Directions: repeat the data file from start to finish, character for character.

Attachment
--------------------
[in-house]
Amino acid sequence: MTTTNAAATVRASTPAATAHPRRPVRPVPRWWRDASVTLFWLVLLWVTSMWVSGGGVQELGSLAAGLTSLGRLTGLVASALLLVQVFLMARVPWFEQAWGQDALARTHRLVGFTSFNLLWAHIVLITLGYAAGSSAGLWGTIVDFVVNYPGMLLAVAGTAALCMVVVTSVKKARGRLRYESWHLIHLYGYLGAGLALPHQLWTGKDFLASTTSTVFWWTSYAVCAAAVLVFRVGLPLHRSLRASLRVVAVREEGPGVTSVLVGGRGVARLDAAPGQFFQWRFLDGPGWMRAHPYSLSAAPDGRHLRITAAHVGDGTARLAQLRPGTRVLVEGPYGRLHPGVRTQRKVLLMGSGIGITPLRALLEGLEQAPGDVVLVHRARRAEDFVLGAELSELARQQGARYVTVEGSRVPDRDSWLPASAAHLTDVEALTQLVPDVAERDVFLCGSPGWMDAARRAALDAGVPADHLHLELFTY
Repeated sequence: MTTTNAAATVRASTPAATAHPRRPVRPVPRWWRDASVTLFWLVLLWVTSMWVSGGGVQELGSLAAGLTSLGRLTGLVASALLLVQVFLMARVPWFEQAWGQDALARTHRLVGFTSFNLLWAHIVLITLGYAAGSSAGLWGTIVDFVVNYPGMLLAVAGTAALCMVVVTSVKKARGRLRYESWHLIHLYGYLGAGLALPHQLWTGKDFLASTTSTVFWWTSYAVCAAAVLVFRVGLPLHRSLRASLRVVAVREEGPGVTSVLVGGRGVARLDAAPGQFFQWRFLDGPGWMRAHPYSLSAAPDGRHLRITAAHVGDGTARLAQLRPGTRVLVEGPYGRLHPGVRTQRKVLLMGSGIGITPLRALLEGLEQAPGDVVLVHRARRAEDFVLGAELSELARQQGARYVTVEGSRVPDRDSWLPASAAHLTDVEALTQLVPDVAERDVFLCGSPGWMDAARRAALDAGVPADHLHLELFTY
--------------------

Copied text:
[in-house]
Amino acid sequence: MTTTNAAATVRASTPAATAHPRRPVRPVPRWWRDASVTLFWLVLLWVTSMWVSGGGVQELGSLAAGLTSLGRLTGLVASALLLVQVFLMARVPWFEQAWGQDALARTHRLVGFTSFNLLWAHIVLITLGYAAGSSAGLWGTIVDFVVNYPGMLLAVAGTAALCMVVVTSVKKARGRLRYESWHLIHLYGYLGAGLALPHQLWTGKDFLASTTSTVFWWTSYAVCAAAVLVFRVGLPLHRSLRASLRVVAVREEGPGVTSVLVGGRGVARLDAAPGQFFQWRFLDGPGWMRAHPYSLSAAPDGRHLRITAAHVGDGTARLAQLRPGTRVLVEGPYGRLHPGVRTQRKVLLMGSGIGITPLRALLEGLEQAPGDVVLVHRARRAEDFVLGAELSELARQQGARYVTVEGSRVPDRDSWLPASAAHLTDVEALTQLVPDVAERDVFLCGSPGWMDAARRAALDAGVPADHLHLELFTY
Repeated sequence: MTTTNAAATVRASTPAATAHPRRPVRPVPRWWRDASVTLFWLVLLWVTSMWVSGGGVQELGSLAAGLTSLGRLTGLVASALLLVQVFLMARVPWFEQAWGQDALARTHRLVGFTSFNLLWAHIVLITLGYAAGSSAGLWGTIVDFVVNYPGMLLAVAGTAALCMVVVTSVKKARGRLRYESWHLIHLYGYLGAGLALPHQLWTGKDFLASTTSTVFWWTSYAVCAAAVLVFRVGLPLHRSLRASLRVVAVREEGPGVTSVLVGGRGVARLDAAPGQFFQWRFLDGPGWMRAHPYSLSAAPDGRHLRITAAHVGDGTARLAQLRPGTRVLVEGPYGRLHPGVRTQRKVLLMGSGIGITPLRALLEGLEQAPGDVVLVHRARRAEDFVLGAELSELARQQGARYVTVEGSRVPDRDSWLPASAAHLTDVEALTQLVPDVAERDVFLCGSPGWMDAARRAALDAGVPADHLHLELFTY